Development process for essential trauma care

In developing the Guidelines for essential trauma care, the authors sought to define inexpensive, feasible, minimal standards that would be applicable virtually everywhere in the world. They also sought to identify ways of reinforcing existing systems of trauma care in all locations in the world, including the spectrum of conditions found in both low- and middle-income countries.

In this process, the authors developed a list of medical goals that should be feasible for most injured persons everywhere. These can be viewed as the "needs of the injured patient" (chapter 3). In order to assure the achievement of such goals, the inputs of human and physical resources must be utilized in an optimal process. To this end, the authors have developed a template for the resources that are needed. These are described in chapters 4 and 5. These are based conceptually on a similar template developed for the book, Resources for optimal care of the injured patient (17). However, they are significantly amended to reflect the realities of low- and middle-income countries.

The authors envision that the template presented in this manual will be used as a guide for those planning trauma treatment services across a wide spectrum of low- and middle-income countries. These guidelines will hopefully be of relevance to planners in ministries of health, to hospital administrators, to nursing service directors and to clinicians, both individually and collectively, through organizations such as societies of surgery, anaesthesia, traumatology and other disciplines that deal with the injured patient. These groups constitute the target audience for the guidelines.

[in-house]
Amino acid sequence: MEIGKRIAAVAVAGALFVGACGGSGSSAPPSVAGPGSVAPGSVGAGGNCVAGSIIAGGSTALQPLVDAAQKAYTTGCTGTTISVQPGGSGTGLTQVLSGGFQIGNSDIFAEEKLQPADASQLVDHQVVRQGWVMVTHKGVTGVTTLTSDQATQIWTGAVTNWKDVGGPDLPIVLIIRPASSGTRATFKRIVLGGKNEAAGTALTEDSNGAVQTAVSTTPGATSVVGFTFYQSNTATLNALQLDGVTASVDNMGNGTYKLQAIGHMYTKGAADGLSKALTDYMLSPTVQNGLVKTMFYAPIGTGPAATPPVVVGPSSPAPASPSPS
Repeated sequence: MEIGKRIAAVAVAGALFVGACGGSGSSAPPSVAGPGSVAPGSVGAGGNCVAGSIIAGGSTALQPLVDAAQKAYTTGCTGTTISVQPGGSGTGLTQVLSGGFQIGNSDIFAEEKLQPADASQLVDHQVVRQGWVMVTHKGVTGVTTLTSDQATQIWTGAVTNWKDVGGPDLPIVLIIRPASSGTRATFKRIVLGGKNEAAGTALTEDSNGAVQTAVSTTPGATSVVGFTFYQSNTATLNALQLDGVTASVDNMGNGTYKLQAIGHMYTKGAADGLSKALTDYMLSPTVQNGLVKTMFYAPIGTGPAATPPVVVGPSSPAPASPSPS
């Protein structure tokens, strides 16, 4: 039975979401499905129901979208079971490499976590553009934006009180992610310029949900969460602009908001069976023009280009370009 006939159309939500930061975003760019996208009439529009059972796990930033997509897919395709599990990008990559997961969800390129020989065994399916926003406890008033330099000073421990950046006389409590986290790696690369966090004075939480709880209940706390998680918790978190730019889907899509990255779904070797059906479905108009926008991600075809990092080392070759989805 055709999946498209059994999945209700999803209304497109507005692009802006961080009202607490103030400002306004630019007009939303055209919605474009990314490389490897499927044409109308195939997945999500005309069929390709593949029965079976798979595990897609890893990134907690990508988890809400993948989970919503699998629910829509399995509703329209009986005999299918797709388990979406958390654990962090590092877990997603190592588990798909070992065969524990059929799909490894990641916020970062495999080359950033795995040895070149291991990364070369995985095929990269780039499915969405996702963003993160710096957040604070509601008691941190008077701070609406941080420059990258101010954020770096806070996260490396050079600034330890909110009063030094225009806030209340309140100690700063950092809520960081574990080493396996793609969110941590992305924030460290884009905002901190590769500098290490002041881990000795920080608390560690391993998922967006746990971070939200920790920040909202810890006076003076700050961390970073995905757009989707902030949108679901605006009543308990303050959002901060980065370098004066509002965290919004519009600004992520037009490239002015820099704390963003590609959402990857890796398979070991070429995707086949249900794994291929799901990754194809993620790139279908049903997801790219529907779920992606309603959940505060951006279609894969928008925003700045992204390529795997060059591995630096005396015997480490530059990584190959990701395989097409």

The use of the template will require adaptation for use in individual countries. The authors envision that this would ideally occur in a collaborative, consensus-driven process, with input from clinicians involved in the care of injured patients, officials in ministries of health, and health service administrators. The category of clinicians would include both those who are primarily devoted to the field of traumatology and generalists such as general surgeons, anaesthetists and emergency physicians. In countries in which a large percentage of rural trauma is handled by general practitioners and non-doctor providers of health care, these groups should be included as well, to assure the feasibility of recommendations for rural areas.

As part of the process of national level adaptation and implementation, there could reasonably be a role for a Needs Assessment of trauma treatment services nationwide. This would involve a survey of the capabilities of the range of facilities caring for injured persons. It would help to identify the potential deficiencies in human resources, physical resources and organization that would be targeted by subsequent improvements.

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